Ultimately, Price pled guilty to being a felon in possession of firearms and to assaulting or impeding a federal officer.  United States v. Price, 50 Fed.Appx. 968, 969 (10th Cir.2002).   While still incarcerated, Price filed this civil rights complaint in federal district court on June 18, 2002, alleging several constitutional violations arising from Defendants' actions on or about the dates of June 14, 2000, and September 14, 2000.

The named Defendants in this case proceeded before the district court in three groups and are identified herein as follows:

“Sheriff Defendants ”:  Johnny Philpot, Roy Coleman, Roger Fuller, Kenneth Wilson, Raymond Martin,1 and Kelly Karnes,

“State Defendants ”:  Cody Hyde, Clint Johnson, and Frank Lloyd, and

“Police Defendants ”:  Gary Philpot, Beau Gabbert, John Owens, and David Bethany.

All of these Defendants, except Roger Fuller and Cody Hyde, are implicated in Price's June 14, 2000, search-related claims.   Four Defendants are implicated in Price's September 14, 2000, arrest-related claims:  Johnny Philpot, Roy Coleman, Roger Fuller, and Cody Hyde.

Upon motions to dismiss from the State and Police Defendants, the district court held that a two-year statute of limitations applied to bar Price's “claims concerning his alleged injuries resulting from the search on June 14, 2000” because his complaint was filed with the district court on June 18, 2002-outside the two-year limitations period.   Next, the court said Price's separate claim for damages based on the unconstitutionality of “the actual search of his property” was premature under Heck v. Humphrey, 512 U.S. 477, 114 S.Ct. 2364, 129 L.Ed.2d 383 (1994).   Finally, the court treated Price's claim that Hyde stole Price's property upon arrest as a state tort action and determined it was barred because Price had not complied with the Oklahoma Governmental Tort Claims Act (“OGTCA”), Okla. Stat. tit. 51, § 153(B) (2000).   In its conclusion, the court expressly stated that all claims against these Defendants were dismissed.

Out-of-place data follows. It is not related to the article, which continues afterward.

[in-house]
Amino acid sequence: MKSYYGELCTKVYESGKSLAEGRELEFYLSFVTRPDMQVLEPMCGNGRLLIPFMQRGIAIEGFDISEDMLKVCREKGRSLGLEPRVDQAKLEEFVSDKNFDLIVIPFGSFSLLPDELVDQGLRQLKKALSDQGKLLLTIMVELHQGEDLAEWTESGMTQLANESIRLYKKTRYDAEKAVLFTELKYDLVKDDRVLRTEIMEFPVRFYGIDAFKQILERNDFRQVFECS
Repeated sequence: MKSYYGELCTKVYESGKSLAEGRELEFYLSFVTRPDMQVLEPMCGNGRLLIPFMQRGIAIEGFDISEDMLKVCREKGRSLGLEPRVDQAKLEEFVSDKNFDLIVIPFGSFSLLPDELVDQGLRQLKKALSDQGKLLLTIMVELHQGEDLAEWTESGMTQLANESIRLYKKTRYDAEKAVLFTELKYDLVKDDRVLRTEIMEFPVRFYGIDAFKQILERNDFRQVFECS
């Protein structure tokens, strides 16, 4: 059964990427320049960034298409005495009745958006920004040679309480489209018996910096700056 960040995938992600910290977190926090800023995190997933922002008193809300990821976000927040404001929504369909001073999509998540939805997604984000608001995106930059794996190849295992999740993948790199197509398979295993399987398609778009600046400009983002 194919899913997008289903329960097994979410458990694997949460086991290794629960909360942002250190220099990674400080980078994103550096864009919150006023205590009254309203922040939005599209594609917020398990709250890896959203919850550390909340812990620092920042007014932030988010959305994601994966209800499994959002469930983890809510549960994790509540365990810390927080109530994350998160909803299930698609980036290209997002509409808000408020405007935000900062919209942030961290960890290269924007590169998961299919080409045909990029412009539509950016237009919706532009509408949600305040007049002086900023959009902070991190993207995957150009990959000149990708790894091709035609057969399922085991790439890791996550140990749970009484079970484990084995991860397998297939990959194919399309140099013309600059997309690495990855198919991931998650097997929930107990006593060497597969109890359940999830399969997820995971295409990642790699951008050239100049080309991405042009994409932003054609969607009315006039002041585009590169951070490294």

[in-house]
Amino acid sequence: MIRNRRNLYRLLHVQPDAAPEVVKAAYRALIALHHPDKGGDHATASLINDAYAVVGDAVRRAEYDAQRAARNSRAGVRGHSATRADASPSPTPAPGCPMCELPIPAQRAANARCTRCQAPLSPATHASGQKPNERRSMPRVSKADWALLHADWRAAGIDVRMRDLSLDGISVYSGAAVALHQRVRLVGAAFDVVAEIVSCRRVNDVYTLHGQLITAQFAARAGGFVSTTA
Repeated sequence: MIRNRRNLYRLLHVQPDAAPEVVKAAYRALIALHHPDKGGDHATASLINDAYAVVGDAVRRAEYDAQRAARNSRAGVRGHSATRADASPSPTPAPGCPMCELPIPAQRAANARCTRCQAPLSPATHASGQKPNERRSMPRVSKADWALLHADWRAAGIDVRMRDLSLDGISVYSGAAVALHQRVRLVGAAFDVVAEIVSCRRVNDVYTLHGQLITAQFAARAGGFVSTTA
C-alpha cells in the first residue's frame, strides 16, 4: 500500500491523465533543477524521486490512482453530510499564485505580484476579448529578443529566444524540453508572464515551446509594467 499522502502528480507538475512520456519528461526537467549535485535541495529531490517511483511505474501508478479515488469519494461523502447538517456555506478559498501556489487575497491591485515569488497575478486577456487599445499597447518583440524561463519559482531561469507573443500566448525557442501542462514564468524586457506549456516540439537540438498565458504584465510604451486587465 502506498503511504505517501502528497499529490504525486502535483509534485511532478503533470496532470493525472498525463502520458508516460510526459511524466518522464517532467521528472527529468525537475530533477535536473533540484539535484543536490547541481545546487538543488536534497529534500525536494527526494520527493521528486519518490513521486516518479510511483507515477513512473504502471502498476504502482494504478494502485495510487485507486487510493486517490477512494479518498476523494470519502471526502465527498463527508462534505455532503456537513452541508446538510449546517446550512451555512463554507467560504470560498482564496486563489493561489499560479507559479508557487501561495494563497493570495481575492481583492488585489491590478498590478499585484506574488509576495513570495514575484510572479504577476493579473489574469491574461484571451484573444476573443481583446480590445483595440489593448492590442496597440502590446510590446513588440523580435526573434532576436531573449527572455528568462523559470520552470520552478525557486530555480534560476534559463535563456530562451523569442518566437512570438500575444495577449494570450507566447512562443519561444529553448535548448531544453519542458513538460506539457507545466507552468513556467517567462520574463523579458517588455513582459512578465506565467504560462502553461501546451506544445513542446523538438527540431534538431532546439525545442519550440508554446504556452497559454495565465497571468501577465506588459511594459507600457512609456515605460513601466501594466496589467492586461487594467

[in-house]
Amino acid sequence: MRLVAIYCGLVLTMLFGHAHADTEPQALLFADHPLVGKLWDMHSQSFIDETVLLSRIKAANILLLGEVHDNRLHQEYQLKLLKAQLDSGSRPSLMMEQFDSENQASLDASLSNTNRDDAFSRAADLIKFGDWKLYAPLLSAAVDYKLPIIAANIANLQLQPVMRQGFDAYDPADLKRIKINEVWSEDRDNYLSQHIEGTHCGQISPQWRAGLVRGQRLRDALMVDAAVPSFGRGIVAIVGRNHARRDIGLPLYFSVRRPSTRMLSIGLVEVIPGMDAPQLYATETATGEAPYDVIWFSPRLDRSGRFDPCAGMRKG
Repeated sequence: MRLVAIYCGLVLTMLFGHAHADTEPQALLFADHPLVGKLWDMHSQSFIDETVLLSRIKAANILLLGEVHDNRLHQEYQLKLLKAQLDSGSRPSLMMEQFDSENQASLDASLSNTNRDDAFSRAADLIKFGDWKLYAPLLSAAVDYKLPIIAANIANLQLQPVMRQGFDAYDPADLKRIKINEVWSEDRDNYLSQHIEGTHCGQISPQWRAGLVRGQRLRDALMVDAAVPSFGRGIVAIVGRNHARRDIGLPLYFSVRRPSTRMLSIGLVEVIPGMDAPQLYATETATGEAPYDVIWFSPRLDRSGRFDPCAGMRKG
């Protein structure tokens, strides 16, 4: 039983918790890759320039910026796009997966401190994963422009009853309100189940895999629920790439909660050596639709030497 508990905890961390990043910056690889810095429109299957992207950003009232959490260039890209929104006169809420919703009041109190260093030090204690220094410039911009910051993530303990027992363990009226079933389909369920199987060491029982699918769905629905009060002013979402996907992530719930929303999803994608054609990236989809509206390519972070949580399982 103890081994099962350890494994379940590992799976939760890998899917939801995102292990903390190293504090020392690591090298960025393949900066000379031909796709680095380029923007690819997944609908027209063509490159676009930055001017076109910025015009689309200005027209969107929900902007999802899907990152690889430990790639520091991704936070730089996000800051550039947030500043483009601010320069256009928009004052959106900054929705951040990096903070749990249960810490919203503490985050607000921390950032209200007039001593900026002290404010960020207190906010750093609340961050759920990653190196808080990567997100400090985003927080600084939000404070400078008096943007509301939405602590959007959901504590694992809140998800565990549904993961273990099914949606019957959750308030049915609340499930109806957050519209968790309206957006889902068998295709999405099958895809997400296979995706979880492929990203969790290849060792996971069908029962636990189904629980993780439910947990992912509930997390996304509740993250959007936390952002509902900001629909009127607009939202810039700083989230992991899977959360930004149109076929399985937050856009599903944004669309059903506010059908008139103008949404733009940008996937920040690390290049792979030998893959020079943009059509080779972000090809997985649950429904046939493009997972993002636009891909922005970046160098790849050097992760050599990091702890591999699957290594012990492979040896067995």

The Sheriff Defendants then moved to adopt the State and Police Defendants' motion to dismiss and asked that the court's order of dismissal be “clarified” to dismiss all claims against the Sheriff Defendants as well.   In a minute order approximately a year later, the district court granted the Sheriff Defendants' motion and modified its original dismissal order to expressly include dismissal of the Sheriff Defendants.   That same day, the court denied Price's pending motion to reconsider.